EBMUD considers helping renters in foreclosure

Tuesday, March 25, 2008
Charles Burress
San Francisco Chronicle

In another sign of fallout from the
foreclosure epidemic, the East Bay's largest water agency today will
consider whether to ban itself from turning off water to rental
properties where the landlord has stopped paying the bill.

Faced with reports of landlords and banks in foreclosure cases who
stop paying water bills as a way to illegally evict tenants, the East
Bay Municipal Utility District is considering a proposal to place liens
on landlords' property to collect the unpaid charges.

At the same time, the district would keep the water flowing to the
tenants of the building, said EBMUD board member Andy Katz, prime
sponsor of the proposal.

Katz said the plan, which would apply to rental buildings where the
landlord is responsible for the water bill, is modeled after the policy
of the San Francisco Public Utilities Commission, which uses liens to
collect delinquent charges on rental properties where landlords are
responsible for the bills.

The idea was approved by the board's finance subcommittee March 11,
following appeals from the activist organization Just Cause Oakland,
Oakland tenant Kim Isaac-Ray and others. The water was shut off in
December at the foreclosed duplex where Isaac-Ray and her children live
in West Oakland, according to Kim Ota of Just Cause.

Katz said that Just Cause asked him for help in the Isaac-Ray case
and that he helped get her service restored. It was shut off for a day,
Ota said.

"Landlords seeking unlawful evictions are using water termination to
force tenants to move," the Alameda County director of public health,
Anthony Iton, said in a March 10 letter to the board.

Oakland City Council President Ignacio De La Fuente and
Councilmembers Nancy Nadel and Larry Reid are among those who wrote the
board in support of protecting tenants and holding property owners
accountable when they are responsible for the bills.

An EBMUD survey of bill payment since February found 26 multifamily
properties with delinquent water bills in the district, which serves
1.3 million customers from Crockett to San Leandro.

Three of the properties later had their bills paid, and the water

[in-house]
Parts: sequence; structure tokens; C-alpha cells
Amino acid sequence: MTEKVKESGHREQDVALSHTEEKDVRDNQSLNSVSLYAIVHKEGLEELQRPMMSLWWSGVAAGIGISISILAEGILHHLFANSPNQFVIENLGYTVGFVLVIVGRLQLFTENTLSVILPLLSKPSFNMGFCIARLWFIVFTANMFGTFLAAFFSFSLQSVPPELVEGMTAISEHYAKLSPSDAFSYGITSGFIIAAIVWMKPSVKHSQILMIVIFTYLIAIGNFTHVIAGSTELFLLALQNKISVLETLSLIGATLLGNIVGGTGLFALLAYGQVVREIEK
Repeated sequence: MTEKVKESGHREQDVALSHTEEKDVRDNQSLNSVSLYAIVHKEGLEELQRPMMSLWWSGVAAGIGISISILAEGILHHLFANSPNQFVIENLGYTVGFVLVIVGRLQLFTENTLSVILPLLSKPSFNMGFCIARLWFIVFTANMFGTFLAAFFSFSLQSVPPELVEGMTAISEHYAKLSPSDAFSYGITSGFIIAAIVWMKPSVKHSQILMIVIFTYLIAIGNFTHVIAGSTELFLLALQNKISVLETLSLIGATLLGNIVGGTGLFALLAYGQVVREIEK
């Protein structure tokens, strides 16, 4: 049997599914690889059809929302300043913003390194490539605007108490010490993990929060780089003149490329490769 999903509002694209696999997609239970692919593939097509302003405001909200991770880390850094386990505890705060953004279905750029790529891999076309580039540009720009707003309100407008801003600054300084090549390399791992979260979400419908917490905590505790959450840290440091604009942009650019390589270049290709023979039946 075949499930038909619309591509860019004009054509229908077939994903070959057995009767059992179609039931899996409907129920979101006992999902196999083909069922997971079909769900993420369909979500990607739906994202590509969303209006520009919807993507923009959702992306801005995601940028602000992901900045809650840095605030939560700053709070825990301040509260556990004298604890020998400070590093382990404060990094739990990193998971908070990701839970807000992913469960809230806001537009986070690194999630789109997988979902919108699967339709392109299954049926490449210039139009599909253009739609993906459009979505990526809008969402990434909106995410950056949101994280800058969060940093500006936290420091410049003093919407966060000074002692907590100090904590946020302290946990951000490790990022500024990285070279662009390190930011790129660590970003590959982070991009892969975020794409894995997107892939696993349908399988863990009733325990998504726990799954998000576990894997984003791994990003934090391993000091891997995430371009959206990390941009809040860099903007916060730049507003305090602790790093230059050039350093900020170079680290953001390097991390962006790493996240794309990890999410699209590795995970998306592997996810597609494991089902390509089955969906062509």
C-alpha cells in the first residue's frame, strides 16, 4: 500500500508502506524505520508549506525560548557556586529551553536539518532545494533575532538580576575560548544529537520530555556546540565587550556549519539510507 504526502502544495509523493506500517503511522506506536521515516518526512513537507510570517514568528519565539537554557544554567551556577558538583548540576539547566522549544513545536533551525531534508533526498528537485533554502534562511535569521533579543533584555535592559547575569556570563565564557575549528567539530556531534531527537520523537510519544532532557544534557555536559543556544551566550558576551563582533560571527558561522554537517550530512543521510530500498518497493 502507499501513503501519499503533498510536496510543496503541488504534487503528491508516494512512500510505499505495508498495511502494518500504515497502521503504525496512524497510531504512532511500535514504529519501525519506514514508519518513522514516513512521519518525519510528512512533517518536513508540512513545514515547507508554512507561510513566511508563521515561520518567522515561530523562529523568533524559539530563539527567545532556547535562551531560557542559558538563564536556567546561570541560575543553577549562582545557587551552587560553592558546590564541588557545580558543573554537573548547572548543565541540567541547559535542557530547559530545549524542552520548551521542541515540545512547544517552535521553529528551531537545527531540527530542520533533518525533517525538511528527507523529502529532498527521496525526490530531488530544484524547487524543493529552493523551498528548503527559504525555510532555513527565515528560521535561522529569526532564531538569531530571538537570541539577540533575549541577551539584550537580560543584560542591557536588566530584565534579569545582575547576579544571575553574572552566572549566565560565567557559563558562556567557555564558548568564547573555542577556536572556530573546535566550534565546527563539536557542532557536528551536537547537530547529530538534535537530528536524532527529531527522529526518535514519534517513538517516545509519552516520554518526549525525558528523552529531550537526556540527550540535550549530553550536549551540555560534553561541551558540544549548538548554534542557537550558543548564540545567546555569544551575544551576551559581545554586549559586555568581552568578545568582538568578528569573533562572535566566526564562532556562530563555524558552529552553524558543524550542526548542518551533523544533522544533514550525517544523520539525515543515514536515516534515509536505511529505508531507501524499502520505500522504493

remains turned on for the remaining 23 while the district pursues
existing notification and warning procedures for those responsible for
payment, according to a staff report prepared for today's board meeting.

A district survey of nine utilities found that eight of them have
the same collection policy as EBMUD for unpaid bills, which is to stop
service and refer the unpaid bills to a collection agency, according to
a March 20 staff report. San Francisco was the only one of the nine to
use liens.

"Everybody's watching this to see what we will do," said EBMUD spokesman Charles Hardy.

The proposed change in EBMUD policy comes amid what advocates for
tenants call an alarming surge in illegal eviction attempts caused by
the subprime mortgage and foreclosure crisis.

"It's really kind of an epidemic in Oakland and Berkeley," said Anne
Omura, executive director of Oakland's Eviction Defense Center, a
nonprofit legal-aid group helping poor renters. "I've never seen a time
like this in terms of these foreclosure evictions. The cases are
heartbreaking. We have a lot of elderly and disabled clients whose
landlords have been foreclosed on."

Several cities - including Oakland, Berkeley and San Francisco -
have "just cause" eviction laws that allow tenants to remain in rental
properties that are sold unless the new owner intends to move in or
convert its use.

Omura said it's difficult to determine whether landlords and banks
stop paying utility bills as a deliberate strategy to evict tenants,
but her agency is seeing attempted eviction cases where the taps have
run dry. A property owner is legally required to keep rental units

"It's definitely a trend we've seen," she said, mentioning "one in Hayward and one in Berkeley where they've cut off the water."

Oakland City Attorney John Russo said in a report Friday that
property owners are using a variety of tactics to illegally evict
tenants in foreclosure cases.

"Based on the evidence we are seeing in the city attorney's office,
a large number of evictions resulting from bank foreclosure are
deceitful, unjust and flagrantly illegal under local and state law," he

"An increasing number of renters are being kicked out of their homes
after banks foreclose on rental properties. Many are families - good
tenants who have never missed a rent payment. But they are being forced
out because banks can realize more profit from a vacant property."

To get involved

Today's EBMUD board meeting will be held at 1:15 p.m. at the utility's headquarters, 375 11th St., Oakland.

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